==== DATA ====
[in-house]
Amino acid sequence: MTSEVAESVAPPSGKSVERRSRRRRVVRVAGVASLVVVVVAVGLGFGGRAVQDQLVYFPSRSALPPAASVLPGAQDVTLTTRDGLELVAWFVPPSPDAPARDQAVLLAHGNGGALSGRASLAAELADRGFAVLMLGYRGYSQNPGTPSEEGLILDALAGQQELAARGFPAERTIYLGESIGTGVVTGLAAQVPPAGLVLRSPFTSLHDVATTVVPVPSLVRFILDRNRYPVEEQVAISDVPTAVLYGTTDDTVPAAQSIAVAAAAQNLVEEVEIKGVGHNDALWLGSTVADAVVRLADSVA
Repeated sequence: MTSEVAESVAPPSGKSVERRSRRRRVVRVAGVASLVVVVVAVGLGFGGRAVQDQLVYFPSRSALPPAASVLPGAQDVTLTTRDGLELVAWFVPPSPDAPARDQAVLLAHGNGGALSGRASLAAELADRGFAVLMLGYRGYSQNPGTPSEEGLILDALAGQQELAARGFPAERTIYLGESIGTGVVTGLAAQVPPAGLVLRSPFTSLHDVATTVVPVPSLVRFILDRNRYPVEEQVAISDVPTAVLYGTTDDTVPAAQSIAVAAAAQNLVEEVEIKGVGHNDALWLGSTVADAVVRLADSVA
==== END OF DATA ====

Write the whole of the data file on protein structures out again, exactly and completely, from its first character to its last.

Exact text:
[in-house]
Amino acid sequence: MTSEVAESVAPPSGKSVERRSRRRRVVRVAGVASLVVVVVAVGLGFGGRAVQDQLVYFPSRSALPPAASVLPGAQDVTLTTRDGLELVAWFVPPSPDAPARDQAVLLAHGNGGALSGRASLAAELADRGFAVLMLGYRGYSQNPGTPSEEGLILDALAGQQELAARGFPAERTIYLGESIGTGVVTGLAAQVPPAGLVLRSPFTSLHDVATTVVPVPSLVRFILDRNRYPVEEQVAISDVPTAVLYGTTDDTVPAAQSIAVAAAAQNLVEEVEIKGVGHNDALWLGSTVADAVVRLADSVA
Repeated sequence: MTSEVAESVAPPSGKSVERRSRRRRVVRVAGVASLVVVVVAVGLGFGGRAVQDQLVYFPSRSALPPAASVLPGAQDVTLTTRDGLELVAWFVPPSPDAPARDQAVLLAHGNGGALSGRASLAAELADRGFAVLMLGYRGYSQNPGTPSEEGLILDALAGQQELAARGFPAERTIYLGESIGTGVVTGLAAQVPPAGLVLRSPFTSLHDVATTVVPVPSLVRFILDRNRYPVEEQVAISDVPTAVLYGTTDDTVPAAQSIAVAAAAQNLVEEVEIKGVGHNDALWLGSTVADAVVRLADSVA